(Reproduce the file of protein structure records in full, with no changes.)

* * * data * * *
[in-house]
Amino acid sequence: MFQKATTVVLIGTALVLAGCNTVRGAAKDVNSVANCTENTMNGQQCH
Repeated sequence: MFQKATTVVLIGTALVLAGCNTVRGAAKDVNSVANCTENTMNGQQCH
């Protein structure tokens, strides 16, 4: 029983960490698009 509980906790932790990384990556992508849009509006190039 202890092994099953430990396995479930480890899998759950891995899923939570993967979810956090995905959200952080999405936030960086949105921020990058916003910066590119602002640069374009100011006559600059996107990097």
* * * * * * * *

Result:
[in-house]
Amino acid sequence: MFQKATTVVLIGTALVLAGCNTVRGAAKDVNSVANCTENTMNGQQCH
Repeated sequence: MFQKATTVVLIGTALVLAGCNTVRGAAKDVNSVANCTENTMNGQQCH
């Protein structure tokens, strides 16, 4: 029983960490698009 509980906790932790990384990556992508849009509006190039 202890092994099953430990396995479930480890899998759950891995899923939570993967979810956090995905959200952080999405936030960086949105921020990058916003910066590119602002640069374009100011006559600059996107990097």